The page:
Fund benchmarks: The bigger issue when evaluating a fund is to properly identify a benchmark to measure it against so you can gain insight into the fund’s performance. The S&P 500 isn’t the be-all, end-all of performance measurement. You want to identify the benchmark that reflects the universe of your fund’s investment. It might be international stocks. It might be small stocks. It might be large growth stocks. You then set the benchmark for performance comparison against this universe. In this way you truly know how the manager performed within their investable universe, and you measure the manager consistently.

In 2021, with such strong performance by the S&P 500, there have even been articles about index-based funds underperforming the S&P 500 index. It’s true that it’s not easy for a fund to match the performance of the index, as the fund itself will bear all the costs of rebalancing to align with the index, to reinvest dividends in a timely manner and to meet contributions and withdrawals. But these benchmarks also need to be aligned with the universe of the investment opportunity.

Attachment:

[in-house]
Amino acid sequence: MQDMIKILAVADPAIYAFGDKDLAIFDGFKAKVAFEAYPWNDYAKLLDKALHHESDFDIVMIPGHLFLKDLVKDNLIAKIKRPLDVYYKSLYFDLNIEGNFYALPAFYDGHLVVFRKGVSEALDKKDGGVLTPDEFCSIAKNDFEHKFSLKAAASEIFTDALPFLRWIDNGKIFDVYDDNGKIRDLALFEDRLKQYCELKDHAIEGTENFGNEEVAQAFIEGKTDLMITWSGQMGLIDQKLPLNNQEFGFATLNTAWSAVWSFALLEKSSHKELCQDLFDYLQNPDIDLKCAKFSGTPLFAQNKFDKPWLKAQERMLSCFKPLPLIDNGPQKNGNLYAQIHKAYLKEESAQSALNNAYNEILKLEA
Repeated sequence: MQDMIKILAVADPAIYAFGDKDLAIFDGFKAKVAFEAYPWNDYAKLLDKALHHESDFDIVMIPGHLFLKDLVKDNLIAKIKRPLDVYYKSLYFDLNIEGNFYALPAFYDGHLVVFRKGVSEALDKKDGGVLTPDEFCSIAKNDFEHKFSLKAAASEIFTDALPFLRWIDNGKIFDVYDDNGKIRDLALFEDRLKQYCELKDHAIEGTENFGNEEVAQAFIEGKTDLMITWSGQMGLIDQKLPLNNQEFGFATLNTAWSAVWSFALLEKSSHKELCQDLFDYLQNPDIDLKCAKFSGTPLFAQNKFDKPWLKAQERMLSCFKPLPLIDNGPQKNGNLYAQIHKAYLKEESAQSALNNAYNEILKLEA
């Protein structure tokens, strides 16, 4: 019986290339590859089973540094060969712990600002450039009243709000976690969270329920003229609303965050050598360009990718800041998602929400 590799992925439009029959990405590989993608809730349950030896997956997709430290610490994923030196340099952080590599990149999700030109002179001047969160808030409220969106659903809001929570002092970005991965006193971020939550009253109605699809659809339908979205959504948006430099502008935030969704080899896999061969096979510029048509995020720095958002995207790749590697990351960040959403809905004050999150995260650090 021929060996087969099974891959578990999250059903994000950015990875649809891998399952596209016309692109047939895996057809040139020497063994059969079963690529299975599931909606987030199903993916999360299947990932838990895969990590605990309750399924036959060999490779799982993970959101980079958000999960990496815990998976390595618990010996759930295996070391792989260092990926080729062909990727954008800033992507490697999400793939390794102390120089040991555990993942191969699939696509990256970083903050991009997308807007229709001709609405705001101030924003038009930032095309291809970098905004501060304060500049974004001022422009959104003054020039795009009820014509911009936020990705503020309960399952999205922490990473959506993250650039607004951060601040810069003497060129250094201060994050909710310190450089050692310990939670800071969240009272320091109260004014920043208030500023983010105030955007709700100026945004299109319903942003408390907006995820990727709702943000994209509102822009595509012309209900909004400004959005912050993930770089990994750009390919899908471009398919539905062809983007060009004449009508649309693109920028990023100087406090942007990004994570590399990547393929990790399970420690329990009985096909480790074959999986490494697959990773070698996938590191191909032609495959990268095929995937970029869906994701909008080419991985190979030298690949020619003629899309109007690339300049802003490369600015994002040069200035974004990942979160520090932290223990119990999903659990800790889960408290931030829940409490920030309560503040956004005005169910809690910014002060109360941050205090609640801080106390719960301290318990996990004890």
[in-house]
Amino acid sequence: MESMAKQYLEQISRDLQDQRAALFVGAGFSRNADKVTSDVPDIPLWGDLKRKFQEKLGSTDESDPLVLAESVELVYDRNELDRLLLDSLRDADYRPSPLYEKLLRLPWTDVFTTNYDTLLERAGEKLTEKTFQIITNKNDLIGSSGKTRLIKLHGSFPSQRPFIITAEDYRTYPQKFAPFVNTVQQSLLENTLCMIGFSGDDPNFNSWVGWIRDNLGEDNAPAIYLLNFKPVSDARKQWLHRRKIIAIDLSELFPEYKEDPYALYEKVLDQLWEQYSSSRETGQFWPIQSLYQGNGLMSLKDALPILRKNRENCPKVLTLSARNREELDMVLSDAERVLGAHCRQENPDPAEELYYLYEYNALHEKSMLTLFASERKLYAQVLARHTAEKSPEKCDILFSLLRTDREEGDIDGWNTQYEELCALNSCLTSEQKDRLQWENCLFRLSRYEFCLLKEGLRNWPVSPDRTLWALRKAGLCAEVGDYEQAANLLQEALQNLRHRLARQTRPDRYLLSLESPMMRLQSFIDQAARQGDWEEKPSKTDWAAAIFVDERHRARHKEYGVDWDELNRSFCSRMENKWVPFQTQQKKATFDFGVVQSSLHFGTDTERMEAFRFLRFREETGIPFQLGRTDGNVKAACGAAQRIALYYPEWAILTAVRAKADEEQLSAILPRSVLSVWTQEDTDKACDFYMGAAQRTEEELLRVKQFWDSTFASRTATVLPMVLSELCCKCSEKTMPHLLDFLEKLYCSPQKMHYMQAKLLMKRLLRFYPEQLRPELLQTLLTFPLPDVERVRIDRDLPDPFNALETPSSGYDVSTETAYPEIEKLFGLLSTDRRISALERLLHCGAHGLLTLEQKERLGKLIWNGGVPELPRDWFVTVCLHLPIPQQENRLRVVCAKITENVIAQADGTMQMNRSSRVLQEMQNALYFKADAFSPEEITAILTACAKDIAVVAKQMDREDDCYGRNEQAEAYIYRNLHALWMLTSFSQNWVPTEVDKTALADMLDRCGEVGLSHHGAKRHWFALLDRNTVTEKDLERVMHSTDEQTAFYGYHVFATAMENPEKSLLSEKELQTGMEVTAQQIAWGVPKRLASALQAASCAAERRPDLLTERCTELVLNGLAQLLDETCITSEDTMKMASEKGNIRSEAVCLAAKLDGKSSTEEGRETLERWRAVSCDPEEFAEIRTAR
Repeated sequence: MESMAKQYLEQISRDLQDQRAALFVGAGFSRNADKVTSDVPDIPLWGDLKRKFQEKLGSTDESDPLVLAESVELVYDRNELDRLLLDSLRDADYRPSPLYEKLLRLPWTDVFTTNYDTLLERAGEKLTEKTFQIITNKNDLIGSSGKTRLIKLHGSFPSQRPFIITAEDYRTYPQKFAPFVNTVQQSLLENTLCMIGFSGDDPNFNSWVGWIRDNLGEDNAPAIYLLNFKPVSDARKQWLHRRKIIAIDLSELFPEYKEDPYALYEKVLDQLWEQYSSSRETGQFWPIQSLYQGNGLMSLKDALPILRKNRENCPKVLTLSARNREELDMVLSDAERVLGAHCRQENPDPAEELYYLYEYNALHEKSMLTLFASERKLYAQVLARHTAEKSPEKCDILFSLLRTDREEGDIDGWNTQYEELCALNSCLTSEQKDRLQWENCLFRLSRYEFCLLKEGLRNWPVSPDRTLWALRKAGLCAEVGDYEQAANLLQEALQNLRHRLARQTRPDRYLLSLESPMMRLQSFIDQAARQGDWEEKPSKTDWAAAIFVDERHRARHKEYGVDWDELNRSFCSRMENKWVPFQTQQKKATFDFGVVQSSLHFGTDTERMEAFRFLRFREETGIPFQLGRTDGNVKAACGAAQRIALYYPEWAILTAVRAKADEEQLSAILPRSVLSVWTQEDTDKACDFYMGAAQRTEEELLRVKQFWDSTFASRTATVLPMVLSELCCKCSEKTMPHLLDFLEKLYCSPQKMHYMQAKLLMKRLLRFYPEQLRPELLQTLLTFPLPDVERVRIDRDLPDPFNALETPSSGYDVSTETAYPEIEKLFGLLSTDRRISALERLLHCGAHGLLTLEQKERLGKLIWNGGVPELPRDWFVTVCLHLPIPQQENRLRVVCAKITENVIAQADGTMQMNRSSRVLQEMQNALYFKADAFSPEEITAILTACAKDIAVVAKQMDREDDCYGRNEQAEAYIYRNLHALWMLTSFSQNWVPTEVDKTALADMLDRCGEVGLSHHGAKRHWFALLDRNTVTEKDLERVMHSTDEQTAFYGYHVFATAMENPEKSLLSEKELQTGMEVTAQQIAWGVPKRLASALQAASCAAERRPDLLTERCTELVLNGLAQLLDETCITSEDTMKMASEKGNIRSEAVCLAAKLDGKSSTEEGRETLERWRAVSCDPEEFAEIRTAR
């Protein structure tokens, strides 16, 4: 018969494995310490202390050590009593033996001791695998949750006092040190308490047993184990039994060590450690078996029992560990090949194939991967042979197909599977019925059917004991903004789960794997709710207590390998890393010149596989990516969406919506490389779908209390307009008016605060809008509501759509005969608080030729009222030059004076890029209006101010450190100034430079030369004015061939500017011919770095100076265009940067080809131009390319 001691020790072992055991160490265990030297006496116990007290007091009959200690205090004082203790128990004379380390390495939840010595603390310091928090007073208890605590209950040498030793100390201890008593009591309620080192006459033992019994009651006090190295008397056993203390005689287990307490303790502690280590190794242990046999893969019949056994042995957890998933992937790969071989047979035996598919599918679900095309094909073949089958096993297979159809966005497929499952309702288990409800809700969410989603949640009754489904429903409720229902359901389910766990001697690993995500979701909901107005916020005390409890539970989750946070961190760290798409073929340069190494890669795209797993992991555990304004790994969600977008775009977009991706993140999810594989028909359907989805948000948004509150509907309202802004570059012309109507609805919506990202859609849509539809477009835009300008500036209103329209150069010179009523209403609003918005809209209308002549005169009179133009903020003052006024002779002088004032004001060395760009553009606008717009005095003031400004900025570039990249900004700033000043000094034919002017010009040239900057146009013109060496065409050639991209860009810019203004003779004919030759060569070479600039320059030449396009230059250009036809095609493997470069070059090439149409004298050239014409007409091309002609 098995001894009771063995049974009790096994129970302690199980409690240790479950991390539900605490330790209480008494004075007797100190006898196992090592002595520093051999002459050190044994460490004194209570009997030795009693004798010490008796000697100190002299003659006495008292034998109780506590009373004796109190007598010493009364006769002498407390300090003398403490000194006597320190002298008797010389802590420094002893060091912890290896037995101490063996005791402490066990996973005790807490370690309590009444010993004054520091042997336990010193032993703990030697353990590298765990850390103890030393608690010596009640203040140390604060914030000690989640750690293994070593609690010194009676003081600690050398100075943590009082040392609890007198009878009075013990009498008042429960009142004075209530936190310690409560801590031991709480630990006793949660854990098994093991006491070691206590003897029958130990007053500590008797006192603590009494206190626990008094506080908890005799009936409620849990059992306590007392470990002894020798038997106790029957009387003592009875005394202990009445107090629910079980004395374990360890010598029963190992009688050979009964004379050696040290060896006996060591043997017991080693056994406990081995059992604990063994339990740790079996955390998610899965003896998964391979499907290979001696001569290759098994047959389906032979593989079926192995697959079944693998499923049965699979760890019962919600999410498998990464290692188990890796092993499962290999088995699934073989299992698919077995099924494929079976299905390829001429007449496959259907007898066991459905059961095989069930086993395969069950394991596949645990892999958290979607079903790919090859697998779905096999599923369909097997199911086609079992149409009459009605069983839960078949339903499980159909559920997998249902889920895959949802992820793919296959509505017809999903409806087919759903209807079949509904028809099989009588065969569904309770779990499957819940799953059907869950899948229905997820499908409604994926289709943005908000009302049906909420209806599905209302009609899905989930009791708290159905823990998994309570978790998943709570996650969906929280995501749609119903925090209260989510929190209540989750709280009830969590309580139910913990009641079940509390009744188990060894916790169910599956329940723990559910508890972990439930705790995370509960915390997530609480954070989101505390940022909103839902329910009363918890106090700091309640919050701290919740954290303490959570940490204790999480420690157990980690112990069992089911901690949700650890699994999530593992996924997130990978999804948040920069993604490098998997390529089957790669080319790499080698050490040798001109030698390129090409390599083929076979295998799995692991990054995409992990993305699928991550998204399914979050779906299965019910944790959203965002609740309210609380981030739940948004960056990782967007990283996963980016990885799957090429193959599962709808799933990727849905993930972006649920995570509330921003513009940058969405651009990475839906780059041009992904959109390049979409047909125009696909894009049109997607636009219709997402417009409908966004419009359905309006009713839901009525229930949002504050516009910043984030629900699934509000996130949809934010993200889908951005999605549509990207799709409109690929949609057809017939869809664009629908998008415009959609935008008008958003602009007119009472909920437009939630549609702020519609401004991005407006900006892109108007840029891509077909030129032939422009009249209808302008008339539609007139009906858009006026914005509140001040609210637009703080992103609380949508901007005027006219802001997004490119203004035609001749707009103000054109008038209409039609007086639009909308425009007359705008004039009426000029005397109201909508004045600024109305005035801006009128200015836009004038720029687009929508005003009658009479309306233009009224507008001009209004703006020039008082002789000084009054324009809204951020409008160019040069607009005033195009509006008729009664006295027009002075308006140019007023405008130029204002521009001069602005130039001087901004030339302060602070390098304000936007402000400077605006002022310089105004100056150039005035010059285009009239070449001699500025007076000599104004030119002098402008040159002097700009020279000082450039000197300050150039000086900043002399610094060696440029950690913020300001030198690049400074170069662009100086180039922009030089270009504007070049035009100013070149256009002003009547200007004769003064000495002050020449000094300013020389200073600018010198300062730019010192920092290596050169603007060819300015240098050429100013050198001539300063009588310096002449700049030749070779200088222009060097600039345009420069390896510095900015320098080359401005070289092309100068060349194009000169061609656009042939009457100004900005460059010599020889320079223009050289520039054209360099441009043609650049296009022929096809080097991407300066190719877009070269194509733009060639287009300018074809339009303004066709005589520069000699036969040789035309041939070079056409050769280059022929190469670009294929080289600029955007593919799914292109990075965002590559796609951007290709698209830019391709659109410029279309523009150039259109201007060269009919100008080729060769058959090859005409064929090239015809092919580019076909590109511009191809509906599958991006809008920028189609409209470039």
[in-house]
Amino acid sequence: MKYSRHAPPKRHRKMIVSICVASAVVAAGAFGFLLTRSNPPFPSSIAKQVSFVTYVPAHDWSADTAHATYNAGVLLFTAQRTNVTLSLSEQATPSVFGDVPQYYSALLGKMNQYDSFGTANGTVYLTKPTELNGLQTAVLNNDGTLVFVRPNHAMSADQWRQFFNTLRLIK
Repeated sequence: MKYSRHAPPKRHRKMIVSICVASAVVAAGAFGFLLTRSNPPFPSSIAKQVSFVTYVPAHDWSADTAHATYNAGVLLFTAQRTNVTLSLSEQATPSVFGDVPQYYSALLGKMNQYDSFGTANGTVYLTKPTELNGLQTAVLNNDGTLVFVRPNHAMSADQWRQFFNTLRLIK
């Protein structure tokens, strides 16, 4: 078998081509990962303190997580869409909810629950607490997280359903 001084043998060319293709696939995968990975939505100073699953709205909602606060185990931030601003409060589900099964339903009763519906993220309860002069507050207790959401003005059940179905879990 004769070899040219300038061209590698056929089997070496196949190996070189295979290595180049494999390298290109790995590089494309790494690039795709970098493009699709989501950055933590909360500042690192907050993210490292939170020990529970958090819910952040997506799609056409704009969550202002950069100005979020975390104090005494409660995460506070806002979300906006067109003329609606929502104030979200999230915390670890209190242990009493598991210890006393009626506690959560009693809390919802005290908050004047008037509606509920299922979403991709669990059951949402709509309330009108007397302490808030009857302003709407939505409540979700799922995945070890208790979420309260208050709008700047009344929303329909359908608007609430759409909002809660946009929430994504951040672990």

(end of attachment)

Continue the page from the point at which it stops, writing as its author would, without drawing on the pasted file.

Portfolio benchmarks: For your overall investment, you need to evaluate against a blended benchmark. Maybe you have a portfolio that is 60% equities and 40% bonds. It wouldn’t give you enough information to evaluate your performance merely against the S&P 500. You would also need to evaluate against a balanced benchmark to really understand whether performance is meeting your expectations.

What about 2022?

At this point, the market performance seems great. Your new overall portfolio valuation seems great. Now, what about the future? It’s human nature to weigh recent experiences more heavily in setting expectations about the future. However, we don’t expect to see this again in 2022.